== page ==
When night descends, we went out to scout for something light to bite. We actually skipped dinner as we don’t feel like having heavy meal (sounds weird, I know). We decided to stop by this shop at Luju Road, Fangcun, which was not too far away from our hostel and try out the dessert. The crowd seems to be enjoying the food here.

Photobucket
Calvin had the sweet peanut congee (fah sang wu) with glutinous rice balls (tang yuen). The peanut congee was smooth and brimming with peanut aroma, but the tang yuen doesn’t have any filling inside it.

Photobucket
Similar like Hong Kong, most of the dessert menu in Guangzhou are dominated by milk-based beverages. I tried the “Fried” Milk with Chocolate (typo error in the picture) and although it was special, as we can’t find this back in Malaysia, it somehow gave me the feeling that I’m having baby’s milk cereal. Served hot, the milk was sweet, thick like porridge and coarse in texture. Chocolate bits were aplenty in the mixture. Not too bad I would say but still… baby’s milk cereal. Hahaha.

Photobucket
We also ordered some fried sweet potato cakes, which were a bit greasy and unfortunately, soggy as well.

*to be continued…

A Taste of Guang Zhou, Day 2, Part 1

*continue from Day 1.

The weather was still gloomy the next morning. We left hostel quite late and headed to Fangcun Metro station before grab some breakfast. Our first destination for the day – Peasant Movement Institute, which is located at Zhongshan Road.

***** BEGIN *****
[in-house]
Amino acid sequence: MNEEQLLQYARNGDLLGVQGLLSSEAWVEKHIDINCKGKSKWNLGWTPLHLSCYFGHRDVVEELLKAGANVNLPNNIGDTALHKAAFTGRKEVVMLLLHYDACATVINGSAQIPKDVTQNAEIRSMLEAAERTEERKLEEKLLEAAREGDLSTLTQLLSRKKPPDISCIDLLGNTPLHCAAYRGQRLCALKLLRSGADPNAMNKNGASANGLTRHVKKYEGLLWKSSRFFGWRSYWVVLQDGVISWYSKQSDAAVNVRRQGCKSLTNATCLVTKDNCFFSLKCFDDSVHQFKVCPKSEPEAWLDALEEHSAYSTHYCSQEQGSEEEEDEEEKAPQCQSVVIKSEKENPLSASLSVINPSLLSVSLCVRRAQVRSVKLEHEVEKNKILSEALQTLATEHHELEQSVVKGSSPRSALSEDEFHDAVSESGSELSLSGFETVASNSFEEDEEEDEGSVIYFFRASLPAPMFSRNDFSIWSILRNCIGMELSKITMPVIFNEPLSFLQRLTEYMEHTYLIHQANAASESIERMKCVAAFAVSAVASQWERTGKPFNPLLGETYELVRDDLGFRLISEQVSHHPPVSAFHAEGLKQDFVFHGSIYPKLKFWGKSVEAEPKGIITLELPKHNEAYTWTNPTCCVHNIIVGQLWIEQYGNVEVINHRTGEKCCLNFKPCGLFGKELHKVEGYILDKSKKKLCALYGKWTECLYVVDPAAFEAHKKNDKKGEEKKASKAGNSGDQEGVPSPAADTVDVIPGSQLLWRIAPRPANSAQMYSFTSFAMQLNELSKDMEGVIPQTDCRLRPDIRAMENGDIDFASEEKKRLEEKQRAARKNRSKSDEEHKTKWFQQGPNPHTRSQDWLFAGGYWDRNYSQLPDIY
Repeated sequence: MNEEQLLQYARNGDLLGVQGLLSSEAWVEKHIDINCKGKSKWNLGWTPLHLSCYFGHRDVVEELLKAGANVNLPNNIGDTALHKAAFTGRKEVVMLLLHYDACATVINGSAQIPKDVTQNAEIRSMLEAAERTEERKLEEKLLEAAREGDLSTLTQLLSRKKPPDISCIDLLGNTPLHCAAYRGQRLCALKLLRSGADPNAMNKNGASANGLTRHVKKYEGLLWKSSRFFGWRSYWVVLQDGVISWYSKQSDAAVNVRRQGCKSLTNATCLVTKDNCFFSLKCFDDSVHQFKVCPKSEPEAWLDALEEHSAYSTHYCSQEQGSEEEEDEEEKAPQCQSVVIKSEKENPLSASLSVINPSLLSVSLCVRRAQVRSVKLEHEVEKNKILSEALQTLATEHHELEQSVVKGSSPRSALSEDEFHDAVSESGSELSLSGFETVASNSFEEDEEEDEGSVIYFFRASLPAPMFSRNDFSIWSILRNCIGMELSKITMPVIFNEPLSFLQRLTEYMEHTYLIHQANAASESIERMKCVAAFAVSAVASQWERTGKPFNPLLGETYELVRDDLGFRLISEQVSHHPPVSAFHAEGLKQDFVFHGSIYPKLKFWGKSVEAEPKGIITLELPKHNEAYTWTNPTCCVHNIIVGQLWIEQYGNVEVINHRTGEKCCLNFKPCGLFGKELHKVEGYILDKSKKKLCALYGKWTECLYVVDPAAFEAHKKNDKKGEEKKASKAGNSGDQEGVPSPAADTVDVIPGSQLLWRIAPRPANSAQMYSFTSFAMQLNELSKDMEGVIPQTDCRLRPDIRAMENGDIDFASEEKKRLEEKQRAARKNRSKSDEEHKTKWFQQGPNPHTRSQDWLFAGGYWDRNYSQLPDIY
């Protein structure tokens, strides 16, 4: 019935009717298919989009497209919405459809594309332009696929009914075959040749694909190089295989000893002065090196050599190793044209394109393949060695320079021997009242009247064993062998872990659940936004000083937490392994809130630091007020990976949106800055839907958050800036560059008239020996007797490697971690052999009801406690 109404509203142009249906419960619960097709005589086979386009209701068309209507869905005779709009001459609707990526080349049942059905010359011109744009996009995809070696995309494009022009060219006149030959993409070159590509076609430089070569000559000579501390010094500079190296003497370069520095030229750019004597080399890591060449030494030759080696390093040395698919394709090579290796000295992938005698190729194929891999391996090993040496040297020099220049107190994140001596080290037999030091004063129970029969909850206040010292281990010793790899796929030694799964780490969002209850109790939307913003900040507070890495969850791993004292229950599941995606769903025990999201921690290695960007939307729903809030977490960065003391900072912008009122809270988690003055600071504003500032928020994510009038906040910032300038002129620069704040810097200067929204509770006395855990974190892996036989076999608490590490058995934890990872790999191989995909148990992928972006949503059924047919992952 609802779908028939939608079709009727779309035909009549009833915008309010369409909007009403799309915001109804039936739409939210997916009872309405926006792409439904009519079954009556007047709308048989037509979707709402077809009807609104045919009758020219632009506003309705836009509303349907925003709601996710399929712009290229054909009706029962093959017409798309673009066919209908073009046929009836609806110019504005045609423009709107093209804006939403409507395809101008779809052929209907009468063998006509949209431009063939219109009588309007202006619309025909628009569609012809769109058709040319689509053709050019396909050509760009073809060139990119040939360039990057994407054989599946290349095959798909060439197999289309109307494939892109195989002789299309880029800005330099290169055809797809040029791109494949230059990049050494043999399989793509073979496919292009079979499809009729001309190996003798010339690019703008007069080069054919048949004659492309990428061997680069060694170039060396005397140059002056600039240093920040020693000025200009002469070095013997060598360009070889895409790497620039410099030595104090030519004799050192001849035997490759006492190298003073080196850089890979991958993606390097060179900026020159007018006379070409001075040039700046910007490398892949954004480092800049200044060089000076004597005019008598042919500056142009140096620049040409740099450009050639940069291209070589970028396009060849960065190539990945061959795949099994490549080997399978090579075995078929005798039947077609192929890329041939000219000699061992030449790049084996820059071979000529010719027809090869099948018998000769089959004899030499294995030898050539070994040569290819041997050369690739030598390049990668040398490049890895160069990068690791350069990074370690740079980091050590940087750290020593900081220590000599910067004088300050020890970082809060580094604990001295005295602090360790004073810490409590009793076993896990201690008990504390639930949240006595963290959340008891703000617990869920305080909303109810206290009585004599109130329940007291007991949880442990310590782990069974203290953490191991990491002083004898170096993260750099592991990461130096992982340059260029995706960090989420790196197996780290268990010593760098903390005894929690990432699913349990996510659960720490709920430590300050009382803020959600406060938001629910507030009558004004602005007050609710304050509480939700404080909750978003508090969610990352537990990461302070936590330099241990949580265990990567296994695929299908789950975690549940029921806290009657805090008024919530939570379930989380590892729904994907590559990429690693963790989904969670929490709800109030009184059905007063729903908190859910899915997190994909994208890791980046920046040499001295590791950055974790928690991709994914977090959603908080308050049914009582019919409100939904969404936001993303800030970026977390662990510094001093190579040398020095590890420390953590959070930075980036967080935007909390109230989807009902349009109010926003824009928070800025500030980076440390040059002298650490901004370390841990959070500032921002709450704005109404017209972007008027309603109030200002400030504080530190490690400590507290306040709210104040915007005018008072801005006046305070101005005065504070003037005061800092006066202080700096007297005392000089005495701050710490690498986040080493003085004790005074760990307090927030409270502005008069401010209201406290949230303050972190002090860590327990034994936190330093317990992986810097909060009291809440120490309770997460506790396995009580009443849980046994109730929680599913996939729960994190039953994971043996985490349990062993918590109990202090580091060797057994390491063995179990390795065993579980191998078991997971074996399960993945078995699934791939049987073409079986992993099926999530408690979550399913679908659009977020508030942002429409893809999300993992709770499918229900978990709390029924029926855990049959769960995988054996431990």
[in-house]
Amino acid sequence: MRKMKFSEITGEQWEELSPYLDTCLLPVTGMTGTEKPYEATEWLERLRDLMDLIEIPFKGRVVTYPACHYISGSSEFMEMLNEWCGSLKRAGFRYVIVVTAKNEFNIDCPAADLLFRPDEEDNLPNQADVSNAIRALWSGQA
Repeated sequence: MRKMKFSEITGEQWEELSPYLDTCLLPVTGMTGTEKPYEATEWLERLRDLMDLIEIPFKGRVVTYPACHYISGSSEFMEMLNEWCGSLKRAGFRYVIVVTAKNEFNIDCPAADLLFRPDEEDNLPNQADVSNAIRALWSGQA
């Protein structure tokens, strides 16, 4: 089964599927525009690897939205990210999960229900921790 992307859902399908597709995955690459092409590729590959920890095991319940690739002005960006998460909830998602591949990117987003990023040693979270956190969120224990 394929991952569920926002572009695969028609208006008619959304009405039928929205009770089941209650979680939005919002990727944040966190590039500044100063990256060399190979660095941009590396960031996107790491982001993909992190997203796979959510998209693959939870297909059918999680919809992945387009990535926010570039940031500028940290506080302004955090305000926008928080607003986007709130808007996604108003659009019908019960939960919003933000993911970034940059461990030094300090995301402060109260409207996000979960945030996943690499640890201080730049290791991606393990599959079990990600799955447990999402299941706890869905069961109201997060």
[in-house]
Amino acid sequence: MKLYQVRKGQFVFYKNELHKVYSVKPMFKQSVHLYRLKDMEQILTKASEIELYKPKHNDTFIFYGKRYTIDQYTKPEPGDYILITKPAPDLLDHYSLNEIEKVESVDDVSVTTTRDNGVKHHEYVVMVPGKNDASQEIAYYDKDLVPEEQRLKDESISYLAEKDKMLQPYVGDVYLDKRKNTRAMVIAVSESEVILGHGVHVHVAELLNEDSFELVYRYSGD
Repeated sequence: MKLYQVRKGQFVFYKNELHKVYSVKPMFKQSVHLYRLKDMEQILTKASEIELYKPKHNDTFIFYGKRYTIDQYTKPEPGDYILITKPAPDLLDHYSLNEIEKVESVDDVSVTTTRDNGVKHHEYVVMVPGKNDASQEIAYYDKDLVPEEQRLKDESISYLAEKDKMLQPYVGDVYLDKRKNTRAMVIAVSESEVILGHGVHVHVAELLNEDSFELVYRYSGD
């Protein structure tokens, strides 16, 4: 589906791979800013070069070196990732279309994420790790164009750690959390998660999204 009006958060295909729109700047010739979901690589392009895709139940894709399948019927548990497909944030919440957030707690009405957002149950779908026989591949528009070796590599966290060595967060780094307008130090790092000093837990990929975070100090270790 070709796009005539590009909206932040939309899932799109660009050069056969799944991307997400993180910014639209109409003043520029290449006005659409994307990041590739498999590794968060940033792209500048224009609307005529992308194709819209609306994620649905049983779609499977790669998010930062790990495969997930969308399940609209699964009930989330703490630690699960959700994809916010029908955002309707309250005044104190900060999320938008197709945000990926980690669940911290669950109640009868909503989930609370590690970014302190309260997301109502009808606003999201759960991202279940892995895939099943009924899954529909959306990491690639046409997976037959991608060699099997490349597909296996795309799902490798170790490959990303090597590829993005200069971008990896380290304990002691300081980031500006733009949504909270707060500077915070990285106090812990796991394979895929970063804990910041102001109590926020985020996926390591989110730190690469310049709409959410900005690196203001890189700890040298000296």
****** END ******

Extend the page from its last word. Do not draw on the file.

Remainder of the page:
Photobucket

All Metro stations in Guang Zhou are located underground and there are 4 lines. There are multiple entrances and exits for one particular station but fret not, as signboards and maps are everywhere inside the station to provide assistance. Their trains are super efficient; punctual and very fast. There was even an LED panel indicating which station you’re heading to above the doors. But taking trains in Guang Zhou can be a headache, as most passengers do not queue up, not even when purchasing ticket.

Photobucket

The Peasant Movement Institute doesn’t look inviting from the outside. It was originally set up from a Confucian temple in the 14th century to train young idealists from all over China. The government had recreate the lecture rooms and dormitories of the young revolutionaries for tourism purpose. Among the famous figures who lectured here was Mao Zedong (a mannequin resembling him was on display in his former office room).

Photobucket

Since it was already near noon by the time we left the place (and the ads on KFC was constantly appearing on trains’ TV), we hoped over to the nearest KFC for lunch (KFC can be easily found here, but not McD). Fast food chains are more expensive in Guang Zhou; for example, a set meal costs around 22 Yuan (about RM 11). If you think the price is almost similar like ours here, think again as fried chicken are not available in set meals (so you can only have burger, a drink and coleslaw for set meals).

Photobucket
Instead of normal soft drinks, they offered fruit punch for set meals.

Photobucket
This fish burger was almost similar to our Alaskan Fish Burger. I didn’t bother to take photo of my chicken tortilla roll with Shanghai sauce by the way… there was nothing special about it.

Photobucket
We were however, pleasantly surprised by their Portugal tart with blueberry compote. We were actually attracted to the tarts while watching the ads on train TV so we ordered this as dessert. The custard was eggy with buttery and flaky pastry crust. The blueberry compote compliment the tarts nicely.

*to be continued…